Tony Rasmus goes to Toronto, talks St. Louis

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Tony Rasmus, the father of Blue Jays outfielder Colby Rasmus, was an endless source of intrigue and entertainment for the St. Louis media during the two-plus years that his son spent with the Cardinals.

And now the Toronto press is getting a taste.

The elder Rasmus made his first-ever appearance at Rogers Centre on Sunday afternoon, joining 12 other dads of Blue Jays players in a pregame Father’s Day celebration before taking in the team’s 6-2 win over the Phillies in a reserved box along the right field line.

Tony Rasmus also spent a little time with John Lott of the National Post, discussing topics that revolved primarily around last year’s eight-player blockbuster trade between the Jays and Cardinals, and the events leading up to it. We’ll attempt to package the craziness into easily-digested bites, but Lott’s entire interview transcript is worth perusing.

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Tony Rasmus on his first visit to Toronto:

I was lucky enough to have my passport ready. My wife still hasn’t got hers. When they called and invited me up, I had to go over and say, ‘I’m sorry, baby, you don’t have your passport; I’ve got mine, so I’m going to have to go ahead and leave you here.’ She called me a thousand times. You know, ‘be careful, be careful walking around, that’s a big town.’

On why things went south at the end of Colby’s run with the Cardinals:

Looking back on it, maybe the fact that he was such a big prospect and they expected him to be Albert Pujols in St. Louis and not too many people are going to be Albert Pujols. Maybe the expectations they had for him were just hard for him to live up to. Maybe that pressure just wore him down. Obviously Tony wore on him a little bit, but Tony’s a Hall of Fame manager, you know. Maybe everybody can’t play for him.

On how things played out the week the trade was finalized:

Some stuff came out in the [St. Louis] newspaper that wasn’t accurate from Tony and we called [Colby’s] agent and said, ‘Man, he’s not going to keep saying all that stuff without somebody responding to it, so y’all need to get him out of there.’ That was about the way it went. So whenever they called and told me [about the trade], I was dancing the jig around the house. I called [Colby] first thing and he was like, ‘That’s an answer to a prayer. Thank goodness.’ Everything since that day has been absolutely awesome here.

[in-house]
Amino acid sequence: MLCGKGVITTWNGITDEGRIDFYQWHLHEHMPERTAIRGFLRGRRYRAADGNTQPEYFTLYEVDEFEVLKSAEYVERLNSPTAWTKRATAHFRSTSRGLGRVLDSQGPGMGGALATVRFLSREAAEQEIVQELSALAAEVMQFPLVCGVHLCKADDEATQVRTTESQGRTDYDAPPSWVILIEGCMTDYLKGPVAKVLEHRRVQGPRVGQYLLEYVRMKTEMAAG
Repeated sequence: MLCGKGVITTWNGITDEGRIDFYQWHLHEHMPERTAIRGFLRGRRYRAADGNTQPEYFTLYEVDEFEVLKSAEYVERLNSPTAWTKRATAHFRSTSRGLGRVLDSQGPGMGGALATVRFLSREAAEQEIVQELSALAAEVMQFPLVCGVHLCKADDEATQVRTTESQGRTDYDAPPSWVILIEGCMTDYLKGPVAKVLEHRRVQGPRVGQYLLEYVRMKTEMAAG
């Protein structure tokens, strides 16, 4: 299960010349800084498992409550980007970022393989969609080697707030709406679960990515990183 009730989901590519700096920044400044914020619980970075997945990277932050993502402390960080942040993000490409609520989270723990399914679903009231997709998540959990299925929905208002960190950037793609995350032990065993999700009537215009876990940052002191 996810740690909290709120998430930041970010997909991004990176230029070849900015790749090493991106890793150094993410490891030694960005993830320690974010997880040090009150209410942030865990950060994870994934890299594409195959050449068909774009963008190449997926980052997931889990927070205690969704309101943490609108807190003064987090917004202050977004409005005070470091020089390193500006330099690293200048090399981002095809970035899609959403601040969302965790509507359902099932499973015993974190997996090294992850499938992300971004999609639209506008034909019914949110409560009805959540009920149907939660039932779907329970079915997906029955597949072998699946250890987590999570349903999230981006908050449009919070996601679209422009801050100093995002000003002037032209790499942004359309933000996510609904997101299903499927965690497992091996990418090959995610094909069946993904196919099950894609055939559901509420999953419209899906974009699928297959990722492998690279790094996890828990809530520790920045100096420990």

We’ve been happy ever since the trade.

On the active role he’s played in Colby’s career — a point of contention in St. Louis:

My involvement’s really basically a batting-practice pitcher. It’s not like I get in there and go, ‘Hey, move your hands up here, do this.’ I’m not really a technical [coach]. But the fact is, I’m 46, but I can still throw about 90. So I can back up 60 feet and throw BP versus having to soft-toss to him. And I can throw breaking balls and changeups and that kind of stuff.

And obviously Colby had a hard time [in St. Louis]. I always told Colby, ‘Don’t mention my name, let me go ahead and throw to you, man, and go in the newsapapers and say Mark McGwire is my man, he’s the reason I’m hitting.’ But he don’t know how to lie and I think that’s a key to making it in this business, being able to not tell the truth a lot of the time.

To summarize: Colby Rasmus isn’t a good liar. And Tony Rasmus throws 90 mph with pinpoint control.

Alex Dickerson to miss 2017 season after undergoing back surgery

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Padres’ outfielder Alex Dickerson won’t see PETCO Park anytime soon — at least, not as its starting left fielder. The 27-year-old was diagnosed with a bulging disc in his lower back prior to the start of the 2017 season, and hasn’t made any kind of substantial progress in the months since. According to Dennis Lin of the San Diego Union-Tribune, he suffered a setback in his recovery process last week and is set to undergo a season-ending discectomy next Wednesday.

Over 285 plate appearances, Dickerson batted .257/.333/.455 with 10 home runs and a .788 OPS for the Padres in 2016. He missed several days with a right hip contusion last July, but hasn’t experienced any substantial health problems since undergoing surgery in 2014 to repair a torn ligament in his left ankle.

The expected recovery period for lower back surgery is 3-4 months, according to Lin, which puts Dickerson’s estimated return just a few days before the end of the regular season. The Padres aren’t scraping the bottom of the NL West, but their 29-44 record doesn’t bode well for a postseason run this year. Assuming Dickerson rehabs his back in a timely manner, he should be in fine form to enter the competition for left field next spring.

Video: Hanley Ramirez’s No. 250 career home run barely left the field

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Hanley Ramirez played a pivotal role during the Red Sox’ 9-4 win over the Angels on Friday night, crushing a two-run homer off of Alex Meyer to bring the Sox up to a four-run lead in the fourth inning.

Well, crushed might be the wrong word. The ball cleared the right field fence with a mere 350 feet, landing just beyond Pesky’s Pole to bring Ramirez’s career home run total to an even 250.

According to the ESPN Home Run Tracker, Ramirez’s milestone blast wasn’t the shortest home run of the year — not by a long shot. That distinction currently belongs to Rays’ outfielder Corey Dickerson, who skimmed the left field fence at Rogers Centre with a 326-foot homer back in April.